Sometimes they would sit in the front room with Hetta, to whom also Mr. Broune had become attached; but sometimes Lady Carbury would be in her own sanctum. On this evening she received him there, and at once poured forth all her troubles about Felix. On this occasion she told him everything, and almost told him everything truly. He had already heard the story. "The young lady went down to Liverpool, and Sir Felix was not there."

"He could not have been there. He has been in bed in this house all day. Did she go?"

"So I am told;—and was met at the station by the senior officer of the police at Liverpool, who brought her back to London without letting her go down to the ship at all. She must have thought that her lover was on board;—probably thinks so now. I pity her."

"How much worse it would have been, had she been allowed to start," said Lady Carbury.

"Yes; that would have been bad. She would have had a sad journey to New York, and a sadder journey back. Has your son told you anything about money?"

"What money?"

"They say that the girl entrusted him with a large sum which she had taken from her father. If that be so he certainly ought to lose no time in restoring it. It might be done through some friend. I would do it for that matter. If it be so,—to avoid unpleasantness,—it should be sent back at once. It will be for his credit." This Mr. Broune said with a clear intimation of the importance of his advice.

It was dreadful to Lady Carbury. She had no money to give back, nor, as she was well aware, had her son. She had heard nothing of any money. What did Mr. Broune mean by a large sum? "That would be dreadful," she said.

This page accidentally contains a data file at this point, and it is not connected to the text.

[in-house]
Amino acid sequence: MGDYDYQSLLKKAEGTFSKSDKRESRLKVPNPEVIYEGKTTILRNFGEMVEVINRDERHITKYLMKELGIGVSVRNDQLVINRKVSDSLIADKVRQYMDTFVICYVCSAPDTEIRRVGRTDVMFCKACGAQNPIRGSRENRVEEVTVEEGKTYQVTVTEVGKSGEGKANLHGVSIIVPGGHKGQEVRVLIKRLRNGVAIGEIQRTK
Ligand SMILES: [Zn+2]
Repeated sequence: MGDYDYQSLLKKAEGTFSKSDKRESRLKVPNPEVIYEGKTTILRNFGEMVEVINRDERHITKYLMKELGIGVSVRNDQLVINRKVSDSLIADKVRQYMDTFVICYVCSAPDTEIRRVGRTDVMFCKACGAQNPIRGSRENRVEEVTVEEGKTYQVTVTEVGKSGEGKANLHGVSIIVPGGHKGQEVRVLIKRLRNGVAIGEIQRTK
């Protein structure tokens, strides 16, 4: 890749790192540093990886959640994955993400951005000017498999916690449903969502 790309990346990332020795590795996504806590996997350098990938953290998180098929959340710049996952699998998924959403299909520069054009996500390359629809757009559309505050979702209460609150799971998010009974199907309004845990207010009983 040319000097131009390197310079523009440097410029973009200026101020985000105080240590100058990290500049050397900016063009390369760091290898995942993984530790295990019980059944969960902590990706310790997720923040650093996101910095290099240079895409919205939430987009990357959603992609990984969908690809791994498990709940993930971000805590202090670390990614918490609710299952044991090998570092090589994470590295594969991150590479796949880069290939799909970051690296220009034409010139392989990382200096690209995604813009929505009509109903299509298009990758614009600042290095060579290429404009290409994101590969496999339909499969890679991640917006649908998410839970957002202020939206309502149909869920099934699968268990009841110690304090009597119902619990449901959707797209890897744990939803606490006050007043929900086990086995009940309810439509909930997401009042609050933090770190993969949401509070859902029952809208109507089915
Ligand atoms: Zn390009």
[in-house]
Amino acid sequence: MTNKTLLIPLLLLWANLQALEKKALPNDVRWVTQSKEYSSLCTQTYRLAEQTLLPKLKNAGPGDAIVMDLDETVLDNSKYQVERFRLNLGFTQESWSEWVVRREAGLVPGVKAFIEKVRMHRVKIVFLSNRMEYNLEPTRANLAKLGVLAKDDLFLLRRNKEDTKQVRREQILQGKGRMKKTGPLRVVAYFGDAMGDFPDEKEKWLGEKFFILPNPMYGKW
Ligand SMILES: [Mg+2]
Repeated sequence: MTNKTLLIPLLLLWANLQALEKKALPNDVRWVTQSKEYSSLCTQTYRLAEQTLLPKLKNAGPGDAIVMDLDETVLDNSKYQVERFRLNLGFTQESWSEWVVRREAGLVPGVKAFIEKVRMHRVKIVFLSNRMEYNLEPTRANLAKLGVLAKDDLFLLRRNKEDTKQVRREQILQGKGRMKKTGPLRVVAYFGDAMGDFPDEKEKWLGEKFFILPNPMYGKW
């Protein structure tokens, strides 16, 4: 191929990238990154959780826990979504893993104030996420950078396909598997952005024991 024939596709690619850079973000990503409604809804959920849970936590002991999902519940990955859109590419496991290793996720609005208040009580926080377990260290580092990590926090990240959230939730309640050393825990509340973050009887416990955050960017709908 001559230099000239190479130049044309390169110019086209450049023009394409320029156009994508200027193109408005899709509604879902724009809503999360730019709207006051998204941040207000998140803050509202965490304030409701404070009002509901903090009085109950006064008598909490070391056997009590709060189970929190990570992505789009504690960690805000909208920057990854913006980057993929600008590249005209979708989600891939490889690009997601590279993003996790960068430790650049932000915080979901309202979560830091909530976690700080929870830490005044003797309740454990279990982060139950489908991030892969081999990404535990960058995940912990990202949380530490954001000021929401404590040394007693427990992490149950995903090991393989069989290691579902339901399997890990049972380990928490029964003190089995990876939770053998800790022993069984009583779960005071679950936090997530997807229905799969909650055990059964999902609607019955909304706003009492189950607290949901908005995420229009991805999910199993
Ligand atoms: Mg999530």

"Had you not better ask him about it?"

Lady Carbury was again in tears. She knew that she could not hope to get a word of truth from her son. "What do you mean by a large sum?"

"Two or three hundred pounds, perhaps."

"I have not a shilling in the world, Mr. Broune." Then it all came out,—the whole story of her poverty, as it had been brought about by her son's misconduct. She told him every detail of her money affairs from the death of her husband, and his will, up to the present moment.

"He is eating you up, Lady Carbury." Lady Carbury thought that she was nearly eaten up already, but she said nothing. "You must put a stop to this."

"But how?"

"You must rid yourself of him. It is dreadful to say so, but it must be done. You must not see your daughter ruined. Find out what money he got from Miss Melmotte and I will see that it is repaid. That must be done;—and we will then try to get him to go abroad. No;—do not contradict me. We can talk of the money another time. I must be off now, as I have stayed too long. Do as I bid you. Make him tell you, and send me word down to the office. If you could do it early to-morrow, that would be best. God bless you." And so he hurried off.

Early on the following morning a letter from Lady Carbury was put into Mr. Broune's hands, giving the story of the money as far as she had been able to extract it from Sir Felix. Sir Felix declared that Mr. Melmotte had owed him £600, and that he had received £250 out of this from Miss Melmotte,—so that there was still a large balance due to him. Lady Carbury went on to say that her son had at last confessed that he had lost this money at play. The story was fairly true; but Lady Carbury in her letter acknowledged that she was not justified in believing it because it was told to her by her son.

Last modified 23 September 2014